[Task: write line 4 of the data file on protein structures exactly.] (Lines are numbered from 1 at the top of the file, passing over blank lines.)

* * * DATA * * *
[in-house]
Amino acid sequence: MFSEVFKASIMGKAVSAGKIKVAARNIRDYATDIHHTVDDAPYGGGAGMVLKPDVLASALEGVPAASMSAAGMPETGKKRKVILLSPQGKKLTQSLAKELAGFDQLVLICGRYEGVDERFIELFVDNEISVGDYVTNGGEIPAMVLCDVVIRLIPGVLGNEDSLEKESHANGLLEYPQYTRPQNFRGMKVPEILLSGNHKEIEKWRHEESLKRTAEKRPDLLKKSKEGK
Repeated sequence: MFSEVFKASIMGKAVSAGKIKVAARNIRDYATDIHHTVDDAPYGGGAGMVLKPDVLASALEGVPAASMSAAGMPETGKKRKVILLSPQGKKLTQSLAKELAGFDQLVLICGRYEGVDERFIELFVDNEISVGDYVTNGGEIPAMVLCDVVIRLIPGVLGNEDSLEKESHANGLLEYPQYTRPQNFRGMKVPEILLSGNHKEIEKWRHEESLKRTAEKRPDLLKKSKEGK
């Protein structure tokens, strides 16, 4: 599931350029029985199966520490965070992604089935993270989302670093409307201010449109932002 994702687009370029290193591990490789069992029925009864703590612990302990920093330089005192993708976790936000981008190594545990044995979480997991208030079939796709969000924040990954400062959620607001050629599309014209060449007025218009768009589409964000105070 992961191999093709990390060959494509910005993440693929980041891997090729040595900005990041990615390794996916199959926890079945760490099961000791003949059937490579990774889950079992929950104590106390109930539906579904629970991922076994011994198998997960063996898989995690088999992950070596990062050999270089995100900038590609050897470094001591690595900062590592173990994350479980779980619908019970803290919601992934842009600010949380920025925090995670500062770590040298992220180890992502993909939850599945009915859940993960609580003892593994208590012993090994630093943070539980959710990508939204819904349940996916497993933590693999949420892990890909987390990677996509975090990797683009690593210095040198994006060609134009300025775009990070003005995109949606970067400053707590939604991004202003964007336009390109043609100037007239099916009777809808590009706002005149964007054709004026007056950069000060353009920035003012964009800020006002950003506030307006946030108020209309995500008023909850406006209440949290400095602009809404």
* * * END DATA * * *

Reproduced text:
């Protein structure tokens, strides 16, 4: 599931350029029985199966520490965070992604089935993270989302670093409307201010449109932002 994702687009370029290193591990490789069992029925009864703590612990302990920093330089005192993708976790936000981008190594545990044995979480997991208030079939796709969000924040990954400062959620607001050629599309014209060449007025218009768009589409964000105070 992961191999093709990390060959494509910005993440693929980041891997090729040595900005990041990615390794996916199959926890079945760490099961000791003949059937490579990774889950079992929950104590106390109930539906579904629970991922076994011994198998997960063996898989995690088999992950070596990062050999270089995100900038590609050897470094001591690595900062590592173990994350479980779980619908019970803290919601992934842009600010949380920025925090995670500062770590040298992220180890992502993909939850599945009915859940993960609580003892593994208590012993090994630093943070539980959710990508939204819904349940996916497993933590693999949420892990890909987390990677996509975090990797683009690593210095040198994006060609134009300025775009990070003005995109949606970067400053707590939604991004202003964007336009390109043609100037007239099916009777809808590009706002005149964007054709004026007056950069000060353009920035003012964009800020006002950003506030307006946030108020209309995500008023909850406006209440949290400095602009809404």